Today's date:
Fall 2002

Democracy and Sustainability

Amartya Sen, Master of Trinity College, Cambridge, was awarded the Nobel prize for economics in 1998.

Cambridge - "Environment and development are inextricably linked," in the words of Kofi Annan, the Secretary General of the United Nations. It is this understanding that lies behind the invoking of the idea of "sustainable development."

The need to think about the environment cannot really be dissociated from the nature of the lives that people, especially deprived people, live today. Indeed, if people have a miserable living standard currently, then the promise of sustaining that pitiable standard in the future can hardly be very thrilling. The goal has to include rapid reduction of today's deprivations, while making sure that whatever is achieved today can be sustained in the future. Global cooperation is needed both to alleviate today's deprivations and to safeguard our future.

But do the prospects of effective global cooperation look promising? One issue that has received much attention is the need for development assistance and finance, and the extent to which the richer countries are willing to help the development efforts of the poorer ones. On this front, things do not look particularly promising, if I am any judge. The International Conference on Financing for Development, held in Mexico last March, produced a document-the "Monterrey Consensus"-that is quite upbeat on powerful rhetoric but rather bashful on the likely magnitudes of financial assistance. The chasm between expectation and delivery is beginning to look big. For example, the financial expectations entertained by the so-called New Partnership for Africa's Development (NEPAD) seem to be radically out of line with the level of assistance that can be realistically expected, at this time, from the richer countries or from international financial institutions. In general, from the financial perspective, the outlook cannot be seen as rosy.

Nevertheless the activists for a better financial deal will no doubt soldier on, and rightly so. But it is also extremely important to be clear that fruitful global cooperation can take many different forms-not just general financial assistance. Let me illustrate.

On the environmental side, the ground that has been lost by the slowing down of international agreements and also by the reneging on past understandings (for example, by the United States regarding the Kyoto Protocol) needs to be reversed. On the economic side, the importance of reducing entry barriers in the richer countries for products from the poorer ones deserves much greater practical acknowledgment. Johannesburg offers an excellent opportunity for both.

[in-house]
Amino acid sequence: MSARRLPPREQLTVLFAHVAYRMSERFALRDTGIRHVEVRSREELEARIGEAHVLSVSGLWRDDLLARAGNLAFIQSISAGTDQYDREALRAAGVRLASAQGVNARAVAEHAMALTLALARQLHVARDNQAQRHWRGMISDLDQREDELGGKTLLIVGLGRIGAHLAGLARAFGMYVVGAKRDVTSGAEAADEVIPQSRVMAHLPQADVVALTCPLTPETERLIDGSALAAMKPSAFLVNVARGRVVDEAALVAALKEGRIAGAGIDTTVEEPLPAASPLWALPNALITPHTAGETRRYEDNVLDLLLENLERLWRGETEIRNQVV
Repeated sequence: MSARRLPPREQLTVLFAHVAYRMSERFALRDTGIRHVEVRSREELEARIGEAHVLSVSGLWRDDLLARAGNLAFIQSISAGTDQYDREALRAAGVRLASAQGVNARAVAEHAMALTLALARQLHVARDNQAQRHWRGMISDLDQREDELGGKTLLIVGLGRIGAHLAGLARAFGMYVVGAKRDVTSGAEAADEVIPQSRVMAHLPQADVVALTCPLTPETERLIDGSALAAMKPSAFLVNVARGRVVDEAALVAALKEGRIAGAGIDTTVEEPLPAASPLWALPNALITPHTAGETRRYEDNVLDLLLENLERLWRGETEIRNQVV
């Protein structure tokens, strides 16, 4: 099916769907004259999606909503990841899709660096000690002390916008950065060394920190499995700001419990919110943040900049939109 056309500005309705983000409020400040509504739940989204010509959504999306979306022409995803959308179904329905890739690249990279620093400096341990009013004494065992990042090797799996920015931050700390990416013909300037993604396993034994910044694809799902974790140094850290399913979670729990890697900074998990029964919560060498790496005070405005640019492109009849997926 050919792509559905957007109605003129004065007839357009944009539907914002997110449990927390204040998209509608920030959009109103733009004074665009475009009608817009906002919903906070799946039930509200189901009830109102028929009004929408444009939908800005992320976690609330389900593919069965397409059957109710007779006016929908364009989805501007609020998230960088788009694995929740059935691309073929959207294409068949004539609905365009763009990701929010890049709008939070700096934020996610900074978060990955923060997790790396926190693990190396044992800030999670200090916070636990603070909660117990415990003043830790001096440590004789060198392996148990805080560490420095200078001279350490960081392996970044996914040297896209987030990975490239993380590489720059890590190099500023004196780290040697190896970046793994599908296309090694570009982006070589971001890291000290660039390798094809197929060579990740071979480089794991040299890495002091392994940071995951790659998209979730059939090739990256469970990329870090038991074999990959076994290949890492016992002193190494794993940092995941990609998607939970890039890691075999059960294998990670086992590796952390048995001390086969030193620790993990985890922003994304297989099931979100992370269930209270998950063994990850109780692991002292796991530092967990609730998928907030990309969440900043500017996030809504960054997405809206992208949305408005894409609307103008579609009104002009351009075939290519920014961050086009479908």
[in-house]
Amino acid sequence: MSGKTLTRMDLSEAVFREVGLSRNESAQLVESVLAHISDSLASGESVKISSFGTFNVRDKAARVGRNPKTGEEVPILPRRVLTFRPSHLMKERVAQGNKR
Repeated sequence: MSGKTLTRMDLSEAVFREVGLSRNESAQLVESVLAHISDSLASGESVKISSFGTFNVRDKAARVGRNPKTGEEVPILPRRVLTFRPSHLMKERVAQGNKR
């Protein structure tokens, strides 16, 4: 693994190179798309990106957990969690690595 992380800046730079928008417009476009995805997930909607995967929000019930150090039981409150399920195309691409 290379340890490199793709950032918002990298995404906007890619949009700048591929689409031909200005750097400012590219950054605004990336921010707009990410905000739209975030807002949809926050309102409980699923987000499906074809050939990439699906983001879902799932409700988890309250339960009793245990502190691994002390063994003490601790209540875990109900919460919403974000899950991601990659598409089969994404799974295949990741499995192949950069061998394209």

Also, despite the pessimism about general financial assistance, there is wisdom in Annan's penetrating observation that people in other countries tend to be much more "responsive when you present them with a major human problem and a credible strategy for dealing with it." The response to the HIV/AIDS pandemic is one obvious field, but the more general need for concerted efforts in basic health care and basic education calls for more global commitment in supplementing local engagement.

To consider another area, there are many institutional reforms urgently needed for the global economy. To illustrate, there is a strong case for making patent laws more efficient as well as less contrary to equity. The existing laws do not facilitate the actual use of desperately needed medicines in less affluent countries, because the obligatory royalties for patents often cost many times more than the actual production costs. No less importantly, the existing patent laws do not provide adequate incentives to the producers of medicine to develop more appropriate drugs (for example, low-cost, single-use vaccines), which are critically important for less affluent people.

There are also many positive things that the poorer countries can do for themselves, without any financial help from the rich, who need not be seen as the moving agents of change. In this context, we can even question the general strategy of defining sustainable development only in terms of fulfillment of needs, rather than using the broader perspective of enhancing human freedoms on a sustainable basis. The essential freedoms must, of course, include the ability to meet crucially important economic needs, but there are also many others to be considered, such as expanding political participation and broadening social opportunities.

Indeed, it is not at all obvious why the enhancing and sustaining of democratic freedoms should not figure among the central demands of sustainable development. These freedoms are important in themselves, but furthermore, they can contribute to other types of freedoms. For example, open public discussion, often stifled under authoritarian regimes, may be pivotally important for leading a fuller human life and also for a better understanding of the importance of environmental preservation and its far-reaching effects.

There are many rewards of seeing people as "agents" who can exercise their freedoms rather than merely as "patients" whose needs have to be fulfilled. Being less anxious about getting big financial assurances from the richer countries is among those rewards. Important as financial assistance may be, there are also other ways forward, which can be helped by more focus on agency rather than just one need-working on one's own or in collaboration with others.

back to index